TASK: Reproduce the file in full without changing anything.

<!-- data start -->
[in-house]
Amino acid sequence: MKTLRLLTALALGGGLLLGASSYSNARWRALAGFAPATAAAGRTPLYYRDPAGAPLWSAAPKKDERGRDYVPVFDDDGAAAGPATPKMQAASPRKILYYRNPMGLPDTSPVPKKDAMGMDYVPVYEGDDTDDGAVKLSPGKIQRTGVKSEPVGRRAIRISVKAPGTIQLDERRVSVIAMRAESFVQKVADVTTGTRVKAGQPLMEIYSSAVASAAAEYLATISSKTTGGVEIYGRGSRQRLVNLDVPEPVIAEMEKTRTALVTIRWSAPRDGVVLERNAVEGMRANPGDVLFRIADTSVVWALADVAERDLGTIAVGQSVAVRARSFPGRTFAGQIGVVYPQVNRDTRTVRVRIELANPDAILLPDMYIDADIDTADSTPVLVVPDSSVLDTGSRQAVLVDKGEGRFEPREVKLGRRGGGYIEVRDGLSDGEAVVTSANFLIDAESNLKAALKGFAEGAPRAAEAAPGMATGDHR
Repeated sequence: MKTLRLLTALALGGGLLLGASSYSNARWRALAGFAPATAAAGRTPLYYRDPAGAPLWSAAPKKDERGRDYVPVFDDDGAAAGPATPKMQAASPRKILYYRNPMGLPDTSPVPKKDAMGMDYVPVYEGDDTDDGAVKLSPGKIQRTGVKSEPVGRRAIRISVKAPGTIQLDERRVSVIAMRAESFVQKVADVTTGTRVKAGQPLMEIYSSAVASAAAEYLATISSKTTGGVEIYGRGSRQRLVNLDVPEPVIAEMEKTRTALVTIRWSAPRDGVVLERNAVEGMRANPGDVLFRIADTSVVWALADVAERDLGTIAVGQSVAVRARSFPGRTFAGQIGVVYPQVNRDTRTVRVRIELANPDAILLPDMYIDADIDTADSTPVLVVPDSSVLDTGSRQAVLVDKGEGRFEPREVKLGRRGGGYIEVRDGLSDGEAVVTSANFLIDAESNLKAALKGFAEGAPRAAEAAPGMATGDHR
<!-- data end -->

[in-house]
Amino acid sequence: MKTLRLLTALALGGGLLLGASSYSNARWRALAGFAPATAAAGRTPLYYRDPAGAPLWSAAPKKDERGRDYVPVFDDDGAAAGPATPKMQAASPRKILYYRNPMGLPDTSPVPKKDAMGMDYVPVYEGDDTDDGAVKLSPGKIQRTGVKSEPVGRRAIRISVKAPGTIQLDERRVSVIAMRAESFVQKVADVTTGTRVKAGQPLMEIYSSAVASAAAEYLATISSKTTGGVEIYGRGSRQRLVNLDVPEPVIAEMEKTRTALVTIRWSAPRDGVVLERNAVEGMRANPGDVLFRIADTSVVWALADVAERDLGTIAVGQSVAVRARSFPGRTFAGQIGVVYPQVNRDTRTVRVRIELANPDAILLPDMYIDADIDTADSTPVLVVPDSSVLDTGSRQAVLVDKGEGRFEPREVKLGRRGGGYIEVRDGLSDGEAVVTSANFLIDAESNLKAALKGFAEGAPRAAEAAPGMATGDHR
Repeated sequence: MKTLRLLTALALGGGLLLGASSYSNARWRALAGFAPATAAAGRTPLYYRDPAGAPLWSAAPKKDERGRDYVPVFDDDGAAAGPATPKMQAASPRKILYYRNPMGLPDTSPVPKKDAMGMDYVPVYEGDDTDDGAVKLSPGKIQRTGVKSEPVGRRAIRISVKAPGTIQLDERRVSVIAMRAESFVQKVADVTTGTRVKAGQPLMEIYSSAVASAAAEYLATISSKTTGGVEIYGRGSRQRLVNLDVPEPVIAEMEKTRTALVTIRWSAPRDGVVLERNAVEGMRANPGDVLFRIADTSVVWALADVAERDLGTIAVGQSVAVRARSFPGRTFAGQIGVVYPQVNRDTRTVRVRIELANPDAILLPDMYIDADIDTADSTPVLVVPDSSVLDTGSRQAVLVDKGEGRFEPREVKLGRRGGGYIEVRDGLSDGEAVVTSANFLIDAESNLKAALKGFAEGAPRAAEAAPGMATGDHR